That is exactly what God gives to all his people. He gives all his elect the double portion of his Frstborn Son, all the heritage of Christ (John 17:22; Isa. 40:1-2)!


·        This great inheritance of grace and glory is freely bestowed upon every sinner to whom and in whom God reveals his Son in his glory.

·        When a sinner receives this great boon of grace, like Elisha when he saw Elijah taken up, tears off his own clothes, takes up the mantle of Christ’s righteousness, and walks with God forever in the power of his resurrection (Rom. 6).—This is exactly what we confess in believer’s baptism.


Waters Healed


As Moses healed the bitter waters of Marah by casting in the tree that pictured the cross of Christ, Elisha healed the waters of Jericho by casting in salt (2:16-20). Before this, the land of Jericho was full of death and barren. Once the waters were healed, it was full of life and abounding with fruit.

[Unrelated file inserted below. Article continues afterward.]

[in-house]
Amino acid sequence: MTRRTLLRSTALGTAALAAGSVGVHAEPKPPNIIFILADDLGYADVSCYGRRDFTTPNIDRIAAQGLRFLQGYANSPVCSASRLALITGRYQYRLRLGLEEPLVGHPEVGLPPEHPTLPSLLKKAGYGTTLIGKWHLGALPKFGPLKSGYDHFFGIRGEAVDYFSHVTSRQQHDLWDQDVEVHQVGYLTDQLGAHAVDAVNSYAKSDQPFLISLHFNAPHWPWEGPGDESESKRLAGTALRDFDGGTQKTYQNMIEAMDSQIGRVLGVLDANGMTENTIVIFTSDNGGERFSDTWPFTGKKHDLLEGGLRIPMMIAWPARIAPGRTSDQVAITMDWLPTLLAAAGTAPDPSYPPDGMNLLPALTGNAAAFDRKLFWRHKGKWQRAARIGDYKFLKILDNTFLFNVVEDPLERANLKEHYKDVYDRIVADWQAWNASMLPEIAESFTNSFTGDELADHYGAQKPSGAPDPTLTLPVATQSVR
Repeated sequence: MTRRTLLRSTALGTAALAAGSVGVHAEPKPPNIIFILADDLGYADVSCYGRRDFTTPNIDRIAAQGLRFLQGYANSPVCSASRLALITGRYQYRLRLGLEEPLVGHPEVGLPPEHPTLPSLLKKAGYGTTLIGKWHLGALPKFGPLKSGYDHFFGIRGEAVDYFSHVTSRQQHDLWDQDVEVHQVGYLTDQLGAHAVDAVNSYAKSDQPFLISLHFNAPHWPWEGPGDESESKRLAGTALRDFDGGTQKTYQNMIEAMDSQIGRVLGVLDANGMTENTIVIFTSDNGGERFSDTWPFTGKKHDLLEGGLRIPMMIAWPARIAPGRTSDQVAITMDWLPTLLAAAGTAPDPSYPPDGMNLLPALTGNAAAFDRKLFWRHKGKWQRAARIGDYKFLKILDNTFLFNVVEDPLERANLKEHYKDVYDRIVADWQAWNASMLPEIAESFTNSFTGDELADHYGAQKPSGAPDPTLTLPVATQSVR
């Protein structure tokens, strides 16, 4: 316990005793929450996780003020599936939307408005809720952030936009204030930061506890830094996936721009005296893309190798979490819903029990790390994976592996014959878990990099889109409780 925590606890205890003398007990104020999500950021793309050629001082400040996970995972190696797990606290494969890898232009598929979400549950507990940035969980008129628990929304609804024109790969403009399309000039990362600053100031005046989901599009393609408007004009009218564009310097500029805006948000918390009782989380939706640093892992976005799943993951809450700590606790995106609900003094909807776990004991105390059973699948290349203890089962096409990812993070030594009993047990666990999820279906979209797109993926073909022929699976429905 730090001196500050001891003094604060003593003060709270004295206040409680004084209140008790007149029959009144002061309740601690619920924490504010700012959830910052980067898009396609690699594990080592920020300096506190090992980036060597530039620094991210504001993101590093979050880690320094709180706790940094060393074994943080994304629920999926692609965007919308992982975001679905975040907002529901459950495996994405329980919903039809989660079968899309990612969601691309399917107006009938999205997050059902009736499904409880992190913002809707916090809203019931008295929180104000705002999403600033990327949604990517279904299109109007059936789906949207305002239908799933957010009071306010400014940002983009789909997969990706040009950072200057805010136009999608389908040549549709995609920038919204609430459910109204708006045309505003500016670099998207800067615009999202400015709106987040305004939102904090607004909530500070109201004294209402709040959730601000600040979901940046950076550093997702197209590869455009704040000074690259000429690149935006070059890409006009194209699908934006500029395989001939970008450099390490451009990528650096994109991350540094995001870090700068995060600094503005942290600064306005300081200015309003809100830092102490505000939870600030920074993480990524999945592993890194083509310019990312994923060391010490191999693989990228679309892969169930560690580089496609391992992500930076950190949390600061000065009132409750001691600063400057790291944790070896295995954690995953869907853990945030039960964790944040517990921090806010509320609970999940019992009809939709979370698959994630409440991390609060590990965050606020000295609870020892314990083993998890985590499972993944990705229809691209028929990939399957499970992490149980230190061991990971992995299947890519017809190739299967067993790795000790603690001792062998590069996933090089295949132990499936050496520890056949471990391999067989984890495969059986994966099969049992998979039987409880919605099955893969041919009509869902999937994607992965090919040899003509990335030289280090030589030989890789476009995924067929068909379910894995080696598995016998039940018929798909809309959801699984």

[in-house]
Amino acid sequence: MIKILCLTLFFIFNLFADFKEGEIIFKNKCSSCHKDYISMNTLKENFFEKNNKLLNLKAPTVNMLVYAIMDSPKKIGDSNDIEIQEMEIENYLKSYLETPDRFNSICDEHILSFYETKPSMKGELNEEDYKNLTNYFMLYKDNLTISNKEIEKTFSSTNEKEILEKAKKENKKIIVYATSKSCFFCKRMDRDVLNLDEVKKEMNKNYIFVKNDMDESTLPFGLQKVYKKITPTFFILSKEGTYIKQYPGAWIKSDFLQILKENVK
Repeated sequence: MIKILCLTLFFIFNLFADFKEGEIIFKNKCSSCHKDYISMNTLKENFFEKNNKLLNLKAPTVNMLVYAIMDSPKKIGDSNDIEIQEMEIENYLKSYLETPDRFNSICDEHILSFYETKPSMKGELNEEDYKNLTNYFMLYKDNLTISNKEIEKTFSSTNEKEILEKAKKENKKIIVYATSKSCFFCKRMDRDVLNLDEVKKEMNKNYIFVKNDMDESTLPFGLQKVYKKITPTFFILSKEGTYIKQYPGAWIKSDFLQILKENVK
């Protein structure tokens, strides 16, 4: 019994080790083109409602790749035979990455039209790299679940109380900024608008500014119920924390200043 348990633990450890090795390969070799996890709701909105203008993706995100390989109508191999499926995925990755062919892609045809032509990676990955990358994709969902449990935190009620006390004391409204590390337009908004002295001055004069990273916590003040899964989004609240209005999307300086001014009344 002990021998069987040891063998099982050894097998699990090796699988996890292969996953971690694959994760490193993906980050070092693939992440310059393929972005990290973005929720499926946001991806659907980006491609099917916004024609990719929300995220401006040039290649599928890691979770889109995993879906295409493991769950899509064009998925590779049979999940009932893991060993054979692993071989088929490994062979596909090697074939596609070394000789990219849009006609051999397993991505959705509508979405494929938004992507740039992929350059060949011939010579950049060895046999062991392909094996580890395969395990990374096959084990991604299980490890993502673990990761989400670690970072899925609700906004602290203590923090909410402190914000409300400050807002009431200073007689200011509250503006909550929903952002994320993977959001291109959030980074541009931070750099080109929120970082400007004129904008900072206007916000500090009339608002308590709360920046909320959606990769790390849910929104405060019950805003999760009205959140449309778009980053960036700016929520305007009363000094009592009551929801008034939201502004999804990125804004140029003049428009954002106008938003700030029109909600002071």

The salt Elisha cast into the waters represented much the same thing as the tree at Marah. You will remember that God required Israel, with all their sacrifices to offer salt. His covenant was called “a covenant of salt” (Num. 18:19; 2 Chr. 13:5).


This is a picture of the gospel and its power in the lives of God’s elect. It is the power of God unto salvation. Once the salt of covenant grace has been cast into our deadness and barrenness, life springs up in our very souls and the Spirit of God, by the covenant of salt makes us who were dead in trespasses and sins, (utterly useless!), fruitful unto God.




In chapter three the Lord performed a mighty miracle for Israel, Judah and Edom, when Moab threatened to destroy them.